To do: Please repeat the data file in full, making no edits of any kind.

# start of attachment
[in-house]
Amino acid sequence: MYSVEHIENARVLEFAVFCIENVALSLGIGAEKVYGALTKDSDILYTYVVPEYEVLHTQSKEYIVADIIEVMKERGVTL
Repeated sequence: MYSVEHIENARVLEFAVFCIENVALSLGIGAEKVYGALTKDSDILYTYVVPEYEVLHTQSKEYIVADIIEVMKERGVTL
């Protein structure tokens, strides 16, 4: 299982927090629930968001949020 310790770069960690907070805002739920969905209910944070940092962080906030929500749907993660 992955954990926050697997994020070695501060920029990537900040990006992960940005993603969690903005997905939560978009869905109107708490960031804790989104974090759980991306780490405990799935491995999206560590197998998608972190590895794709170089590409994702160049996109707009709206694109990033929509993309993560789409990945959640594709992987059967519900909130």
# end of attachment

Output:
[in-house]
Amino acid sequence: MYSVEHIENARVLEFAVFCIENVALSLGIGAEKVYGALTKDSDILYTYVVPEYEVLHTQSKEYIVADIIEVMKERGVTL
Repeated sequence: MYSVEHIENARVLEFAVFCIENVALSLGIGAEKVYGALTKDSDILYTYVVPEYEVLHTQSKEYIVADIIEVMKERGVTL
């Protein structure tokens, strides 16, 4: 299982927090629930968001949020 310790770069960690907070805002739920969905209910944070940092962080906030929500749907993660 992955954990926050697997994020070695501060920029990537900040990006992960940005993603969690903005997905939560978009869905109107708490960031804790989104974090759980991306780490405990799935491995999206560590197998998608972190590895794709170089590409994702160049996109707009709206694109990033929509993309993560789409990945959640594709992987059967519900909130």